Clea Christakos-Gee: Alessandra, your project She is All But Absent From History is process-based, a reclamation of agency and representation by annotating and citing adventure narratives depicting women. You share your explorations through underlining, bookmarking, and re-photographing your source material. The output is a film that shares this process by layering text and image excerpts into a visual map for viewers to navigate.

Sara, your project Lady Readers, a widely-sourced collection of vernacular images of women reading, also considers a specific history of female subjectivity and representation. The original prints carry a romantic mystery as the conditions of their production are left to the imagination. In their anonymity, the female subjects hold a collective power, plucked from their privacy and perhaps joining a contemporary dialogue. Especially as they are situated in the exhibition across from Abballe’s images of seminal feminist figures.

I am interested in each of your processes when using photographs taken or touched by others in these bodies of work: She is All But Absent From History and Lady Readers. How do you consider yourselves in relation to these gathered pictures – photographer, visual artist, researcher, collector?

Alessandra Abballe, Virginia Woolf and A Room of One's Own, 2018.

Alessandra Abballe: In relation to my practice and image making, I lean more toward researcher rather than photographer. That certainly isn’t something that’s been easy for me to realize, but it happened really organically and through observing different photo-based practices and understanding that image making can take so many different forms. My first inclination is always to photograph and only when I start to do that do I realize that photography is often not the right output for my work. This project is a great example of that; it started with me trying to take photographs of gathered research and found imagery (how it exists now in the context of our Artspace exhibition) but I’ve come to realize that it’s final form will exist as a video.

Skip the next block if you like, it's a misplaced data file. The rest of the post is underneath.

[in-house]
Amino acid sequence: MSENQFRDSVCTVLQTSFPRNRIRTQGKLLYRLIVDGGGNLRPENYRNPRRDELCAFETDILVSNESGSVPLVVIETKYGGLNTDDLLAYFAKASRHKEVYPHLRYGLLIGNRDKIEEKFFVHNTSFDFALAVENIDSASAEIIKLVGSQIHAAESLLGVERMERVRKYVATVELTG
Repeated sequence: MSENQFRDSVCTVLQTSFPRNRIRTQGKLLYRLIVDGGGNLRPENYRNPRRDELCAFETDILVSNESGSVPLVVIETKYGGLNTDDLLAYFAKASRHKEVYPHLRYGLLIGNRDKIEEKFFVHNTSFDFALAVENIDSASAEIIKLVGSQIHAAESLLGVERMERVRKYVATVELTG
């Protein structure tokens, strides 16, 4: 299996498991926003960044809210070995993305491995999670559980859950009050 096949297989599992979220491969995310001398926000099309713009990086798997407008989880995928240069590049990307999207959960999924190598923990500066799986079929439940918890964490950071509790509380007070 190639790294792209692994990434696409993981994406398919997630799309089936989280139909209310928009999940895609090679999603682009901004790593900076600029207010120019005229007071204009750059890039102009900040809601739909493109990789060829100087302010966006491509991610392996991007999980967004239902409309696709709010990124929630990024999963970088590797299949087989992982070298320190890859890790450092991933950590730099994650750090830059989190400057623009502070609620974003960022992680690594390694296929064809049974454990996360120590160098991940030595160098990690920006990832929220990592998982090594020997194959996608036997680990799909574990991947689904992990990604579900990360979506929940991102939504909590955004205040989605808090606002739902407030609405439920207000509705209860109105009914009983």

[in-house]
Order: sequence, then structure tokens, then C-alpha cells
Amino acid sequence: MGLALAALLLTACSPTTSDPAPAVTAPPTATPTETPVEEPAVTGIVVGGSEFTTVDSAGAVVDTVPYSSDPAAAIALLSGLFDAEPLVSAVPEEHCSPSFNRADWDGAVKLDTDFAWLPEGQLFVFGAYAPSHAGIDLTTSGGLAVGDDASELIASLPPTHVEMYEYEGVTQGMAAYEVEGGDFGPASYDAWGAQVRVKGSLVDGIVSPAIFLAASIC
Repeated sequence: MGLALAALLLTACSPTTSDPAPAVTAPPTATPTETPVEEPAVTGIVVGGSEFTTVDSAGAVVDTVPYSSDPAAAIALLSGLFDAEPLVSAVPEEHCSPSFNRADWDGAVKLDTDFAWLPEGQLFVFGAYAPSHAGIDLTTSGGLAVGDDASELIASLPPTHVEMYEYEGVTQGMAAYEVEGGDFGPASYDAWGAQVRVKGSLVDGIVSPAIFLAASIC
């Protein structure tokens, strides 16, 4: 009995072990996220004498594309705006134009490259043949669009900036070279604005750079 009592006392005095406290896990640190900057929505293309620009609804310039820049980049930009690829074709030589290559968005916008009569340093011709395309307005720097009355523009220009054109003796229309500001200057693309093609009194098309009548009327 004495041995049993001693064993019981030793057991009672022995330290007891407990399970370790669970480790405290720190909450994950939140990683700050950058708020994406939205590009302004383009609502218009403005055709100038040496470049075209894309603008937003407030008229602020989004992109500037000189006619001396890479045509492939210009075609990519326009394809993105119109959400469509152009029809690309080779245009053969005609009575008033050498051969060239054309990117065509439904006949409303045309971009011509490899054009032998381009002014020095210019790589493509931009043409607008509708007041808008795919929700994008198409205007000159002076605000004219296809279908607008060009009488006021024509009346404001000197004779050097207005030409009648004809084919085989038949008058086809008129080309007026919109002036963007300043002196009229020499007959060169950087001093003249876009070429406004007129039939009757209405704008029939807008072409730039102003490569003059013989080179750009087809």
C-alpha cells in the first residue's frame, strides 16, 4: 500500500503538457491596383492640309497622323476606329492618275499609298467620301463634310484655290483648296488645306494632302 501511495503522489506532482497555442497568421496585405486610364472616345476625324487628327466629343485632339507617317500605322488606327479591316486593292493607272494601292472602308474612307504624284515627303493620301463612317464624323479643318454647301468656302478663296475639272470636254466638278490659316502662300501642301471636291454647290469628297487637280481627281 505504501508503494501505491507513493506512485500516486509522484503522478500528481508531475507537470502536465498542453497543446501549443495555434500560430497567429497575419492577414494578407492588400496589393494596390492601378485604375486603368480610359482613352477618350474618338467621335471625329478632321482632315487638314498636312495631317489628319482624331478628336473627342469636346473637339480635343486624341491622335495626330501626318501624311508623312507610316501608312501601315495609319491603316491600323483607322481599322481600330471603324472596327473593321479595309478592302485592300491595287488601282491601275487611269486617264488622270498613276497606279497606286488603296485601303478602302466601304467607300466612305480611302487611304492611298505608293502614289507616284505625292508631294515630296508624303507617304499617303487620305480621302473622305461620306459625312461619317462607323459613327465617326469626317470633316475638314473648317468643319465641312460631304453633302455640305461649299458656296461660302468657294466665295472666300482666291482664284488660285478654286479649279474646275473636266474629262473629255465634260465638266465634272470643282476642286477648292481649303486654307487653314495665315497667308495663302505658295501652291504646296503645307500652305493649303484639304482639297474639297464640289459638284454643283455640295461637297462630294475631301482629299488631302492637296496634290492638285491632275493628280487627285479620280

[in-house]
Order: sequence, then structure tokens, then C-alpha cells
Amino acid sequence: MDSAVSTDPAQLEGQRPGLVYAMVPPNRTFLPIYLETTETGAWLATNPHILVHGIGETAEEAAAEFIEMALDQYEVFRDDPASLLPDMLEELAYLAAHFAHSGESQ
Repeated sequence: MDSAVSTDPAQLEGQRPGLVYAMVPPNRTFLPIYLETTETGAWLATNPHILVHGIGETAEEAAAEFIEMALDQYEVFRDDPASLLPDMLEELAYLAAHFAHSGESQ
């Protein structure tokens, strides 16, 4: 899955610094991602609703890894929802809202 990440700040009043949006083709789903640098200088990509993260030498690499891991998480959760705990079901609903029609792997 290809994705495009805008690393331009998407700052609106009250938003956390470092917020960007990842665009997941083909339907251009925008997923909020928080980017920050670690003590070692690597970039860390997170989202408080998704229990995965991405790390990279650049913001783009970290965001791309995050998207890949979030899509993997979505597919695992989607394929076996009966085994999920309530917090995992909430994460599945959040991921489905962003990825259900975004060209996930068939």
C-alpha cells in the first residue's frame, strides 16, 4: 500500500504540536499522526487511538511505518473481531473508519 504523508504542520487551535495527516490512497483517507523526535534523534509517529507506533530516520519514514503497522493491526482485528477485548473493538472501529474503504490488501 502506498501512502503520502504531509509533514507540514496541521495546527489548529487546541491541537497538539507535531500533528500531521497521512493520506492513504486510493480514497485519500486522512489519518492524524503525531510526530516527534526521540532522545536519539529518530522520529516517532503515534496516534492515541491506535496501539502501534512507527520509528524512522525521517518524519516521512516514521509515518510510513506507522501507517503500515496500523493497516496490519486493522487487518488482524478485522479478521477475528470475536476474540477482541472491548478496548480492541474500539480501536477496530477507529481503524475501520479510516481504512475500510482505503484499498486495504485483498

CCG: Do you recall your initial impulse to work with found imagery? How does this mode of image-making fit into your own history and broader trajectory as an artist and thinker?

AA: I’m very conscious of the fact that my practice is in the early stages of its life, so to speak, and I don’t want to force it to be something that it’s not. The work I find myself doing has become more and more rooted in process and I find myself fascinated with and preoccupied by working through something rather than the final result or destination of that thing, so I try to lead with that.

CCG: It is wonderful that this project allowed you to find a new perspective on your interests as an image maker. I think I can relate to that feeling – there is so much to be gleaned from actively engaging with one’s creative process rather than just thinking about research or experimentation as a means to an end. Resolution isn’t necessarily useful or possible. It seems like the video format really lends itself to your ongoing process as a researcher.

SK: I’m kind of the mirror image of that transition – coming into a creative practice from my position as an academic and as a writer and curator – though it should be said that I consider these creative activities too. I have so much respect and admiration for artists, for the commitment and vision of making art, but it’s not often been my way of being with photography, so at times it feels like trespassing.

The first image of a woman reading that came into my possession — the image that started the collection — was a gift from a friend, bought at a flea market and sent to me by mail while I was trying to finish writing up my PhD dissertation. I think it was meant as a reference to my state as a “lady reader” at the time. It spurred in me an interest in images of reading, and particularly images of women reading, in the history of photography (there are many, from Eadweard Muybridge to Carrie Mae Weems), and I began thinking intermittently about the power of these images, about why I felt drawn to them.

Over time, I started collecting pictures casually at flea markets, and then obsessively on eBay and Etsy. I’m also fascinated by the way that the digital world has allowed for a second life for all of these images, a way of collecting and redistributing the now-finite (or nearly!) mass of vernacular photographs — all those snapshots kept in book pages and shoe boxes somehow unleashed on the internet.